Much has been made of the UK economic recovery following the 2008 financial crisis which brought much of the world to its knees. As sub-prime mortgages and dodgy banking caused much of the global economy to shrink, so did the UK’s economy, causing massive cuts in public funding and a great deal of public pain. With all that being said, the UK economy has seen growth in every quarter for two years now and tax receipts are up higher than the government expected them to be. That’s excellent news for the recovery, but that’s hardly the full story. In this short piece I’ll outline five of the things you should keep in mind about the UK recovery.

    • It’s slowing

    As previously mentioned, the UK economy has seen 8 consecutive quarters of growth, but that doesn’t show what’s really been going on. Firstly, it’s important to note that growth has never been more than 0.9% in a quarter, and has been broadly patchy. Going from 0.6% in Q1 2013 to 0.7% in Q3 of that year, followed immediately by a drop to 0.4%.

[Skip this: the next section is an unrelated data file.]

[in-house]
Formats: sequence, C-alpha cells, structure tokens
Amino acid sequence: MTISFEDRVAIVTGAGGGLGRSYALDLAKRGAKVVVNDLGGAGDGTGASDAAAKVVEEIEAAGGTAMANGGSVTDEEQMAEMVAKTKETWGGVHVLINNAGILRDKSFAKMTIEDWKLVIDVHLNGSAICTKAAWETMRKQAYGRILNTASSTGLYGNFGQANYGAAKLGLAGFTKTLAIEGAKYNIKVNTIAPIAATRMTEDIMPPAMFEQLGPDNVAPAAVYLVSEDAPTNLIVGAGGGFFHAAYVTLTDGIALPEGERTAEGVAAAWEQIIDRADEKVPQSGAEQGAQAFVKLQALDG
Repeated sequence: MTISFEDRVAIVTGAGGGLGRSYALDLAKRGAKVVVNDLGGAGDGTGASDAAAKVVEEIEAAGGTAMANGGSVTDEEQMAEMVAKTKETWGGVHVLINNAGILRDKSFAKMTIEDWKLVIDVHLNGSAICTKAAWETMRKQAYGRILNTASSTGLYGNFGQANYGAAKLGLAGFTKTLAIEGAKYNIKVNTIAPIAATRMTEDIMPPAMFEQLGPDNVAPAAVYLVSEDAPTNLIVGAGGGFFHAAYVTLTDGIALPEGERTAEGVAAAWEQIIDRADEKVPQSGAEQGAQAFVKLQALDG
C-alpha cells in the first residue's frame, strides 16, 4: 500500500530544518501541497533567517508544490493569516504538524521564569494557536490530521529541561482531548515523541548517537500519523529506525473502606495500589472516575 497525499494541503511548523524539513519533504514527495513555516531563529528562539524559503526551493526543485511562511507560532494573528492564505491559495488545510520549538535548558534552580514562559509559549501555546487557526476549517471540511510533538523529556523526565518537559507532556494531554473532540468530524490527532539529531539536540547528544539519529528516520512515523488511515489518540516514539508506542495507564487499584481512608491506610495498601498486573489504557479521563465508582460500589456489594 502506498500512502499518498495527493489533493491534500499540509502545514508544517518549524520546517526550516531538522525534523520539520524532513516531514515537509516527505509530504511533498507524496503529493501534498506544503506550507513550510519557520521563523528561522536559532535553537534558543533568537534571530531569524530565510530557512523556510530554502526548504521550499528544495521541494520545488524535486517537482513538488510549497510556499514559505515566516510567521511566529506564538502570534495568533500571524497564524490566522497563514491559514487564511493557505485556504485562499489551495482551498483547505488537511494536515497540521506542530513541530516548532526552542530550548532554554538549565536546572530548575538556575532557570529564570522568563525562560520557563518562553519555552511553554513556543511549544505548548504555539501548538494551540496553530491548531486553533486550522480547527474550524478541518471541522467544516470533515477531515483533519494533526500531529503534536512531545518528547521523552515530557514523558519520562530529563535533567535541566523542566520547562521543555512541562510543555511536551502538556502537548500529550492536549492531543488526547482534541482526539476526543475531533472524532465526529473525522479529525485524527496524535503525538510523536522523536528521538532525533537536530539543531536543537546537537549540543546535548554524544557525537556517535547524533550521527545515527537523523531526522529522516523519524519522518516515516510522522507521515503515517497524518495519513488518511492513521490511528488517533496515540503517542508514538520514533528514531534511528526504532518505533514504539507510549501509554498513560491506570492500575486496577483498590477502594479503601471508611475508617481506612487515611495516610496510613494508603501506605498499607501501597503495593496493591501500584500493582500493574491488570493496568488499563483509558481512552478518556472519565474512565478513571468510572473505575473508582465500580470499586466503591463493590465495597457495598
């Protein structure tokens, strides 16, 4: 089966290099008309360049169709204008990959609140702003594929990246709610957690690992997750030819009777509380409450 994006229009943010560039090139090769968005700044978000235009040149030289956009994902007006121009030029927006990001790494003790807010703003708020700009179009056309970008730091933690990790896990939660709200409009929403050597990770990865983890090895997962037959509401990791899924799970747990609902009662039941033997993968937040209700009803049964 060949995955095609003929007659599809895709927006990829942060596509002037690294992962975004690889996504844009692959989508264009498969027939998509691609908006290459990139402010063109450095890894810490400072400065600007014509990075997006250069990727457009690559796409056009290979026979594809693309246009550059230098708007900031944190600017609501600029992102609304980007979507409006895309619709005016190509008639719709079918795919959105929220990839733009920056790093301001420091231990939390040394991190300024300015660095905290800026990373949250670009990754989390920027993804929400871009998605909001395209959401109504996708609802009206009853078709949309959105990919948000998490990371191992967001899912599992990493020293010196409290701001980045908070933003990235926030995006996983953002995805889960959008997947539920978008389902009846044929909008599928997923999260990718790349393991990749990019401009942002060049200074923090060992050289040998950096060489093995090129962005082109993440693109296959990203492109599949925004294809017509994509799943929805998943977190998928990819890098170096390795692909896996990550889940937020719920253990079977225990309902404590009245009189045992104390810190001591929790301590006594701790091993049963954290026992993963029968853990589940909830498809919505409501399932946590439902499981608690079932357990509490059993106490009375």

Perhaps of most importance is this last quarter saw the sharpest drop in growth since mid-2012. Q4 2014 saw 0.8% growth, whilst the first quarter of 2015 saw a drop to 0.4%. Banks are under the belief that this is only a temporary blip on the road to strong growth in the future, but it proves that the UK still isn’t completely out of the woods. Needless to say, the Q2 2015 numbers will be of extreme interest.

    • Wages are only now improving